Airbus sees a recovery on the horizon and plans production adjustments to meet that need. The aircraft manufacturer provided a formal update on planned production levels, with potential for nearly 100 aircraft built per month by the middle of the decade.
The message to our supplier community provides visibility to the entire industrial ecosystem to secure the necessary capabilities and be ready when market conditions call for it. In parallel, we are transforming our industrial system by optimising our aerostructures set-up and modernising our A320 Family production facilities. All these actions are set in motion to prepare our future.– Guillaume Faury, Airbus CEO
The biggest production boost in absolute numbers is expected to come from the A320 family of planes. The company expects to build 45 per month by the end of 2021, growing to 64 per month by the middle of 2023.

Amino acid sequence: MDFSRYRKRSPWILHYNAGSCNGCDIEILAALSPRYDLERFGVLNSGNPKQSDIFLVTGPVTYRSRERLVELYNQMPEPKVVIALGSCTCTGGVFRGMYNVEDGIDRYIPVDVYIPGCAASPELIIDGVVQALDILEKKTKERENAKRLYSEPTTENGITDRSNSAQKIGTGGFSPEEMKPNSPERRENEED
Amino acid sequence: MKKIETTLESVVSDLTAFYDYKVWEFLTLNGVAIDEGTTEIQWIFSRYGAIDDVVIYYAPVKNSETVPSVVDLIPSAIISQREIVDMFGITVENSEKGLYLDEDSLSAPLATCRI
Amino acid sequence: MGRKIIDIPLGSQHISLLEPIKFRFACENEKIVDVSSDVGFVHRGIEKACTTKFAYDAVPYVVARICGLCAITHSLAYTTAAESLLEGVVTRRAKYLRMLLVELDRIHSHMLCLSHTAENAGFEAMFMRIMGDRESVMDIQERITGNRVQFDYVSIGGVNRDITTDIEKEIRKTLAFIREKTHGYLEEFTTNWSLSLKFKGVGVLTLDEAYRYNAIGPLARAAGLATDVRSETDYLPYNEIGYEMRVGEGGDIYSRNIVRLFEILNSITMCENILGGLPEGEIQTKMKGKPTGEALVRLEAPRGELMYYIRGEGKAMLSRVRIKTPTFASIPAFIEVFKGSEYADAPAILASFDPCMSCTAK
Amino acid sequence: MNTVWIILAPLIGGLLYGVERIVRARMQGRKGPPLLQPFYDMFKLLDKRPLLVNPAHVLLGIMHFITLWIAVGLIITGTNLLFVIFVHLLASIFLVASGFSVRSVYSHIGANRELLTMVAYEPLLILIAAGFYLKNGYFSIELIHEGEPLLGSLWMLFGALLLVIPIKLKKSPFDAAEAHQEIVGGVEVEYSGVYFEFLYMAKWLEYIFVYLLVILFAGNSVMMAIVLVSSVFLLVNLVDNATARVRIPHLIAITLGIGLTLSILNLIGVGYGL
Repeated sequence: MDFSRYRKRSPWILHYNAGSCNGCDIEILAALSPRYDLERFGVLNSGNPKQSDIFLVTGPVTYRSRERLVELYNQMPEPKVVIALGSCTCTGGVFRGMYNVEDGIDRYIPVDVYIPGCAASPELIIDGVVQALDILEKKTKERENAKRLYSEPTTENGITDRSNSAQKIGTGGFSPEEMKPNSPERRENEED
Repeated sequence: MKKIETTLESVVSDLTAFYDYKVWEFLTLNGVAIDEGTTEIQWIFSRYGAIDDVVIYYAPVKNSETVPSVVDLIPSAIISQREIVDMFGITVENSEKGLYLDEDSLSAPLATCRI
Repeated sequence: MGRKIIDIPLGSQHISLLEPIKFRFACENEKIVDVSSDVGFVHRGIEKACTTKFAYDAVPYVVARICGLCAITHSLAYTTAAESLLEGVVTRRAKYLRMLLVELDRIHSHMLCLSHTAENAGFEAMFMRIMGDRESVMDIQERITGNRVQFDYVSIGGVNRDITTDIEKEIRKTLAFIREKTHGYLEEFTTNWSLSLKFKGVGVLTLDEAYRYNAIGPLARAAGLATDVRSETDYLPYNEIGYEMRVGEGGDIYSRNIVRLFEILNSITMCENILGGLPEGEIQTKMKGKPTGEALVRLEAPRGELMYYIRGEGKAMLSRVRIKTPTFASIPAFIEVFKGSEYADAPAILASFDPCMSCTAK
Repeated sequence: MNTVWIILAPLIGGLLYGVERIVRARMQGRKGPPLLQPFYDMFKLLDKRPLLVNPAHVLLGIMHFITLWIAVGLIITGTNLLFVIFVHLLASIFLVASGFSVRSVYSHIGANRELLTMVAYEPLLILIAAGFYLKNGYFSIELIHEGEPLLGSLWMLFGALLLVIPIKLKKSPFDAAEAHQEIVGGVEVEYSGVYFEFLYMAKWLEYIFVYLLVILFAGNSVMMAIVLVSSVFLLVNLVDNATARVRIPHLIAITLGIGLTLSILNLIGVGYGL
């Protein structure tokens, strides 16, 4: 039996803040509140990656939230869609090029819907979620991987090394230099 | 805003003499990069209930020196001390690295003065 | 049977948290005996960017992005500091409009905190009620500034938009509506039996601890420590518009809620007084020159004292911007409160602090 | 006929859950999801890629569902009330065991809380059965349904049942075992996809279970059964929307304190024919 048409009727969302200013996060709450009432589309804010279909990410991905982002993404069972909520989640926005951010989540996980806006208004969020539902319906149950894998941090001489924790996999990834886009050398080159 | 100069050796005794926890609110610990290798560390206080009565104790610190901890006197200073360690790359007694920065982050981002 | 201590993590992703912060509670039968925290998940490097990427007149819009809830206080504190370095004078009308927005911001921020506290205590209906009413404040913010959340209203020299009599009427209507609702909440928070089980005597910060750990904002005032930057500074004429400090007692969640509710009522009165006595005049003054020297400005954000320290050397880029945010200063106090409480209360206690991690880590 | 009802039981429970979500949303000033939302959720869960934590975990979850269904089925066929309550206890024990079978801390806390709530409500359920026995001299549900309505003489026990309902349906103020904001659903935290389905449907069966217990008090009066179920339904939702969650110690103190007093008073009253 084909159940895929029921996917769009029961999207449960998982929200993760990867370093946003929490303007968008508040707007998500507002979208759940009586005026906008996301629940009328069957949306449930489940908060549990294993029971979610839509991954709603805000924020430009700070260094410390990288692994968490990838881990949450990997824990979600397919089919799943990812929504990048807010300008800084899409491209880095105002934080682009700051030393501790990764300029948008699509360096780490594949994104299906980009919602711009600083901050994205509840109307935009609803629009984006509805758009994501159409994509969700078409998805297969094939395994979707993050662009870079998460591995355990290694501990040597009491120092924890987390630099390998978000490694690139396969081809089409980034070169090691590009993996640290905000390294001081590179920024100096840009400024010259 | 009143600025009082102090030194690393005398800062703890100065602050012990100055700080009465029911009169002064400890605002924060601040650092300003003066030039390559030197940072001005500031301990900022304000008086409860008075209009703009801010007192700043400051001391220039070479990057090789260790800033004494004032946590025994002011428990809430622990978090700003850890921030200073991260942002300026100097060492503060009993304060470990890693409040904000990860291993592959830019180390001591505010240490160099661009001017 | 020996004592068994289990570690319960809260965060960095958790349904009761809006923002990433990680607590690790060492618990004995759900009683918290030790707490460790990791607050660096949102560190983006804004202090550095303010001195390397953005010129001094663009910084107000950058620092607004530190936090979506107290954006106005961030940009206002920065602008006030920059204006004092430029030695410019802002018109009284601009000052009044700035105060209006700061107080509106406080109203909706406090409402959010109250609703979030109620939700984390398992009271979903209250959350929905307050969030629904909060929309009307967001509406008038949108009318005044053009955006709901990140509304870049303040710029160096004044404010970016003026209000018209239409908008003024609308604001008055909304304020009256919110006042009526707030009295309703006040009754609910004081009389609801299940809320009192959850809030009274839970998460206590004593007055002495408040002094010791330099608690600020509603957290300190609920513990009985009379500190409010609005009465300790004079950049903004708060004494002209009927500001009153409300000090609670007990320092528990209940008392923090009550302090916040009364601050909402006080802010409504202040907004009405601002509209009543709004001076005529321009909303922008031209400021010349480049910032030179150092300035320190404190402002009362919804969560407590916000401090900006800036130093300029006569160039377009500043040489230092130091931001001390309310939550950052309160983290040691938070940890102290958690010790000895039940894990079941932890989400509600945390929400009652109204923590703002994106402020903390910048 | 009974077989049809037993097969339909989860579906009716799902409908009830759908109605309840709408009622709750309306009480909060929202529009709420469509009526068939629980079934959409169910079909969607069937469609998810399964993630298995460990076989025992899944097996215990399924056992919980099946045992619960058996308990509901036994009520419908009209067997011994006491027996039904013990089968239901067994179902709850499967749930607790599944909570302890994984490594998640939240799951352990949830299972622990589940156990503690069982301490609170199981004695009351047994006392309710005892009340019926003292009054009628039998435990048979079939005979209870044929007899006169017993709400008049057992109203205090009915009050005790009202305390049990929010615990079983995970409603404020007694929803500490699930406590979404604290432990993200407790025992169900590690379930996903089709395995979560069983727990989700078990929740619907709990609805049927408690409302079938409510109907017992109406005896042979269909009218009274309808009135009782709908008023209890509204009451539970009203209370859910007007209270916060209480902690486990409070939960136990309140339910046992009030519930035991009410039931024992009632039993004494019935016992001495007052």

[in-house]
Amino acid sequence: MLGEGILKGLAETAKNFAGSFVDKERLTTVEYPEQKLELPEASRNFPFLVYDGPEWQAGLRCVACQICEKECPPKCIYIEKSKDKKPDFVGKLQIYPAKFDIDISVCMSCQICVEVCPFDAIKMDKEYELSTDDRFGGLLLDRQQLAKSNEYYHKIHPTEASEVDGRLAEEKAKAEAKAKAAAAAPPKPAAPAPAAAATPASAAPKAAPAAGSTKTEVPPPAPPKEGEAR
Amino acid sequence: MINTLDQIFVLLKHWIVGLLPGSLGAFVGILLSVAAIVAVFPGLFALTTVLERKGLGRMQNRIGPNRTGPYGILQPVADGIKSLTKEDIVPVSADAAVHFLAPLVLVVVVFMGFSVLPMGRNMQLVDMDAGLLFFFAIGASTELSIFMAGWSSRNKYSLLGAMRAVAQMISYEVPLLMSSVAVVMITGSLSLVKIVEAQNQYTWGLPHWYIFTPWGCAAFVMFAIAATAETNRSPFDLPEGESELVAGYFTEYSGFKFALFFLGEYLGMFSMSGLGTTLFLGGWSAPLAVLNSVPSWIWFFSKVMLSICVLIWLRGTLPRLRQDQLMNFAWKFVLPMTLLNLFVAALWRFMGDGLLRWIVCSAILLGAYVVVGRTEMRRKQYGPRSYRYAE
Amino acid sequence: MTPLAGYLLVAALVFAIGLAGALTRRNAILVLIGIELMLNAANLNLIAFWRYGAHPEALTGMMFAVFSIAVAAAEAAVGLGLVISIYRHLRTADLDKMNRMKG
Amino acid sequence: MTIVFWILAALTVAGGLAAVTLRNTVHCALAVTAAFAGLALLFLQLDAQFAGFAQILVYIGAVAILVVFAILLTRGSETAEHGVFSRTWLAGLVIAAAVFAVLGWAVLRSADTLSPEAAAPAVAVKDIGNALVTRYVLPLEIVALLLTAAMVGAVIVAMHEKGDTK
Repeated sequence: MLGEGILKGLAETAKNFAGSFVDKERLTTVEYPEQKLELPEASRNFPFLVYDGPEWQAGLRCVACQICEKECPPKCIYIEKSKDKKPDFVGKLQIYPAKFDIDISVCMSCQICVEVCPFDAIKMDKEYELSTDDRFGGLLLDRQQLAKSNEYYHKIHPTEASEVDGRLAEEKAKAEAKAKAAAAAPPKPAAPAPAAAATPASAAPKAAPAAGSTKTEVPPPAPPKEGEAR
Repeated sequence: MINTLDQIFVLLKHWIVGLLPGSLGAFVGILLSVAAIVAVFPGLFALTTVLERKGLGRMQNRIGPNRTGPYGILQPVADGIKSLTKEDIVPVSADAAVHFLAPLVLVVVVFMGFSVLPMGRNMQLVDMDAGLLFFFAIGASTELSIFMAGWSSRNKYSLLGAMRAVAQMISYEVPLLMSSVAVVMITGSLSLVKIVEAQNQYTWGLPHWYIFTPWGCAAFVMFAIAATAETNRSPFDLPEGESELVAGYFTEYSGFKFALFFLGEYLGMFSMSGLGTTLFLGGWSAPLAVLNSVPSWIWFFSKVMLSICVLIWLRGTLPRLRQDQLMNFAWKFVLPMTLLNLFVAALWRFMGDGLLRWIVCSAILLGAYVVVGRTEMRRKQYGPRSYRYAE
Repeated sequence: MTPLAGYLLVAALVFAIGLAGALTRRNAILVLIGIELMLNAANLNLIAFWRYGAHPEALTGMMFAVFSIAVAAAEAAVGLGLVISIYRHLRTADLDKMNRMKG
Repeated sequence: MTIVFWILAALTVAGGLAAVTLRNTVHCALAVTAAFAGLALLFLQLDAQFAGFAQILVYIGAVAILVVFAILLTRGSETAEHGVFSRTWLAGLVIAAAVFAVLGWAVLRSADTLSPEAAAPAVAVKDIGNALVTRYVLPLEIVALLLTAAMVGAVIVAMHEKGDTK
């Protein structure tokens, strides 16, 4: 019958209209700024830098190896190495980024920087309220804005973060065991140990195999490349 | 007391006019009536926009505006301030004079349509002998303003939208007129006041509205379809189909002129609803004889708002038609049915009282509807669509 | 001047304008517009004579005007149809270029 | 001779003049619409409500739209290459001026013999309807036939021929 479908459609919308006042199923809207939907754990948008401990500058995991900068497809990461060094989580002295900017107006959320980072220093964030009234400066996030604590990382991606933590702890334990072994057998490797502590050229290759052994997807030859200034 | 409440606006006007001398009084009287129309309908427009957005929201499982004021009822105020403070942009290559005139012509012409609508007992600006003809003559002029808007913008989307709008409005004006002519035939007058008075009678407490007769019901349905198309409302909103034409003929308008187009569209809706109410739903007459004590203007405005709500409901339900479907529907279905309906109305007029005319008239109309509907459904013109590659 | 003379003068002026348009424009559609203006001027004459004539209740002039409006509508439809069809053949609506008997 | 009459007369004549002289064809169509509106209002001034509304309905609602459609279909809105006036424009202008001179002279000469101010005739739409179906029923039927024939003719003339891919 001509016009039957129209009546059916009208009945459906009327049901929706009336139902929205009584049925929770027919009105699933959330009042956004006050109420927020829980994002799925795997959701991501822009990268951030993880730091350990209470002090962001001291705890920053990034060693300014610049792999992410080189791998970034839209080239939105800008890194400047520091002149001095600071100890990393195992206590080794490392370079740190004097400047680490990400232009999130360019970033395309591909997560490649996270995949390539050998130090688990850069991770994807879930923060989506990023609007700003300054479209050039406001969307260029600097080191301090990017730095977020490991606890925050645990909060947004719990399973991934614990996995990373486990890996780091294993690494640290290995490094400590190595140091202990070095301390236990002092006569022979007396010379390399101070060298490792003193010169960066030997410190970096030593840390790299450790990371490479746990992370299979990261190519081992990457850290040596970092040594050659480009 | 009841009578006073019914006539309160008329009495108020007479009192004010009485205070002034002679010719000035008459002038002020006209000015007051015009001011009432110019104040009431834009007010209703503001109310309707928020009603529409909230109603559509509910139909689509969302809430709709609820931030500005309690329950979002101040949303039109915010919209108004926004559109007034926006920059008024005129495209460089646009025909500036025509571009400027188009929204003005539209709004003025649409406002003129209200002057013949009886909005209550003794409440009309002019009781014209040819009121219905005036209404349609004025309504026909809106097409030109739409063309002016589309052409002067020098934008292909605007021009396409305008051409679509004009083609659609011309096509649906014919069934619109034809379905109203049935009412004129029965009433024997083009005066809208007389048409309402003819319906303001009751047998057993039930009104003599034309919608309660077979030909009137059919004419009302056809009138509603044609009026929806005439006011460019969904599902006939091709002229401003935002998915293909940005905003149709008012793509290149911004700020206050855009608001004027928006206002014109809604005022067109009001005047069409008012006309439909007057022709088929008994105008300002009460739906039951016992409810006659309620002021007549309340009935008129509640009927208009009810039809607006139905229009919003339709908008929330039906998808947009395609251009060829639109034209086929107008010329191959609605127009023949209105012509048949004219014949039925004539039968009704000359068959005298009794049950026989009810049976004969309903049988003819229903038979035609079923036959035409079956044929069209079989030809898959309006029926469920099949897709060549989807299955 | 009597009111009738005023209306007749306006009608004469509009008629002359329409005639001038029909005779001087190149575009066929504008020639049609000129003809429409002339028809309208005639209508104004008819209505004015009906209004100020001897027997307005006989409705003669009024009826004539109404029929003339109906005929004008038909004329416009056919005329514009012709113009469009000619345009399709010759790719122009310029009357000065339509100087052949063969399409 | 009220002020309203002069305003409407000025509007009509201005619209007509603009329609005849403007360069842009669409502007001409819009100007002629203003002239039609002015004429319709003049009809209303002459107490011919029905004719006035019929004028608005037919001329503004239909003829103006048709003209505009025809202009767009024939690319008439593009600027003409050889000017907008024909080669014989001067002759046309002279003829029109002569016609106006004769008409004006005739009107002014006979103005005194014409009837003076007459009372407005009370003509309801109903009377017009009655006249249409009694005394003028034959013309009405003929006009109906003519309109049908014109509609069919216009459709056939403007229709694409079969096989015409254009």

Airbus is also asking suppliers to enable a scenario of rate 70 by Q1 2024, though the company is not committed to that level yet. Longer term, Airbus is investigating opportunities for rates as high as 75 by 2025.
The previous maximum output was 60/month in 2019.
In terms of relative production shift the A220 line shows the greatest potential to change. The twin assembly facilities in Mobile and Mirabel are confirmed to increase to a production of 6 frames per month in early 2022. The company anticipates this rate could more than double to 14 planes produced monthly by the middle of the decade.
Wide-bodies in Waiting
The twin-aisle recovery expectations are less clear for Airbus. The company currently builds seven large aircraft per month, five on the A350 line and a pair on the A330 line. The A350s anticipate adding one more monthly build by Autumn 2022 while the A330 line will hold steady.
If the maximum production levels currently envisaged are reached Airbus will deliver 89 single-aisle and 8 twin-aisle planes each month by the middle of the decade.
This recovery timing matches a similar forecast delivered by industry trade group IATA earlier in the week. IATA’s most recent expectations show global aviation returning to its prior growth trajectory, just offset by two years owing to the COVID impact.
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